Although applications for magnetic sensors cover a vast field, ranging from the gigantic magnetic resonance imaging or MRI systems to sensing tiny gear-teeth, they are one of the most overlooked or misunderstood among the modern sensors in use. Researchers are constantly on the lookout for increasingly small but more sensitive magnetic-field sensors. However, sensitivity alone is not the only qualifying parameter for such sensors—low-level transducers require to be low-noise as well.
That is exactly what researchers at Brown University have developed. Their magnetic sensor is not only sensitive, it exhibits a very low noise level. With support from the National Science Foundation, the researchers have developed a device that, as a part of an arrangement of a magnetic immunoassay, looks for pathogens in fluid systems using magnetism. They claim that as the device is extremely small, millions of such sensors can fit on a single chip.
The basic principle behind the sensor is the Hall effect. In a Hall effect sensor, passing a direct current through it when the sensor is perpendicular to a magnetic field, causes the development of a voltage at right angles to the current path. The presence and magnitude of the magnetic field directly influence the presence and magnitude of the voltage.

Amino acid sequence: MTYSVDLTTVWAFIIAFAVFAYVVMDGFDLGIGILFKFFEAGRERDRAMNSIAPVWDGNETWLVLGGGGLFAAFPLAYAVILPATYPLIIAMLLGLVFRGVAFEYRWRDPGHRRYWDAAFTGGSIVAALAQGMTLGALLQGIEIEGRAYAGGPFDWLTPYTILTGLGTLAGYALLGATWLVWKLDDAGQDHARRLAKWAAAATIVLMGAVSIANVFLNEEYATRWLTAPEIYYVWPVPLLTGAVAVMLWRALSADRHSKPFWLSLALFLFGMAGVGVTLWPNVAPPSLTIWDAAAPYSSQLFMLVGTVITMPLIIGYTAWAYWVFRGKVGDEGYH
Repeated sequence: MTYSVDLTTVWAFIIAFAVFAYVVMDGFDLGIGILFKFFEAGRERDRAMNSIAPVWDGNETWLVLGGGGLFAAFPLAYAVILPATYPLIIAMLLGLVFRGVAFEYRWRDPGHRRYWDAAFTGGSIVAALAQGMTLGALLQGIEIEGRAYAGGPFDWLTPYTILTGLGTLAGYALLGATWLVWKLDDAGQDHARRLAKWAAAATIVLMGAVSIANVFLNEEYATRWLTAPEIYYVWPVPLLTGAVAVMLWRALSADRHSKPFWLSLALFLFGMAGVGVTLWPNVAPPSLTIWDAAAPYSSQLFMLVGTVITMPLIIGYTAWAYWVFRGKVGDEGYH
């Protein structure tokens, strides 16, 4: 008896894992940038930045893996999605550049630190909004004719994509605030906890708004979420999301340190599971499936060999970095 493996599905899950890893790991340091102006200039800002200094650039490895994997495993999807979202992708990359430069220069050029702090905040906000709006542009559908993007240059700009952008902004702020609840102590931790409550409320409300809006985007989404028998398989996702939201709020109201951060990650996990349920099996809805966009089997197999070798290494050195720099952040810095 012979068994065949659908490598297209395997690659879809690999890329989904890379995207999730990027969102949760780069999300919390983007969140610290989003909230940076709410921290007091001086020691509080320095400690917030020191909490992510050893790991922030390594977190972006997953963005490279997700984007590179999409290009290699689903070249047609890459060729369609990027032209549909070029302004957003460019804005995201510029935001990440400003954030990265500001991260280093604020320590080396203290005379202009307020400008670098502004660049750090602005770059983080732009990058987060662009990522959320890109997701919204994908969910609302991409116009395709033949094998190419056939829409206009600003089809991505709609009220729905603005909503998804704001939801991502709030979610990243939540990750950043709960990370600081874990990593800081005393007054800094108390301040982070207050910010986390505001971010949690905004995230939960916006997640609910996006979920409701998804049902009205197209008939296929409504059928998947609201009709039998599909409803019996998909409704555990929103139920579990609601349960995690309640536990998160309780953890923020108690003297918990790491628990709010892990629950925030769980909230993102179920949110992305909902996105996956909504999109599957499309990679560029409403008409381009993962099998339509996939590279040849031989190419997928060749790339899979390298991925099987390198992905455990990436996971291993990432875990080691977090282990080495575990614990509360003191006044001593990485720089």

The researchers at Brown University have developed a variation of the Hall effect sensor and have named it the Anomalous Hall Effect or AHE, and this occurs in ferromagnetic materials only. The difference between the two effects is that while the conventional Hall effect is the result of charge on electrons, the anomalous Hall effect is due to electron spin.
As electrons with various spins orient themselves in different directions, the AHE detects this with a small but definite voltage. Incidentally, magnetic fields cause many interesting phenomena on atomic particles. For instance, MRI systems capture signal source emissions related to the magnetic moment of the hydrogen nucleus.
The researchers fabricated the device as an ultra-thin film made of ferromagnetic materials like boron, iron, and cobalt, with electron spins arranged in in-plane anisotropy—meaning, the electron spins align themselves in the plane of the film. However, exposing the film to a high temperature and a strong magnetic field can change the spin of the electrons to perpendicular anisotropy, and their alignment turns perpendicular to the film.
Equalizing the two anisotropies results in a reorientation of the electron spins when the material encounters any external magnetic field, providing a reorientation voltage across the AHE. Compared to a conventional Hall-effect sensor, an AHE sensor is about 20X more sensitive.
The thickness of the AHE device offers a tradeoff in performance. A thick film requires a strong magnetic field to reorient the spins, resulting in a reduction in sensitivity. However, in a thin film, the electrons tend to reorient their spins by themselves, reducing the usefulness of the sensor. The researchers tried many thicknesses and found 0.9 nm thickness worked the best.
As magnetic anisotropy is highly dependent on temperature, researchers are using temperature to fine-tune a single magnetic AHE sensor, thereby achieving very low levels of intrinsic noise during its operation.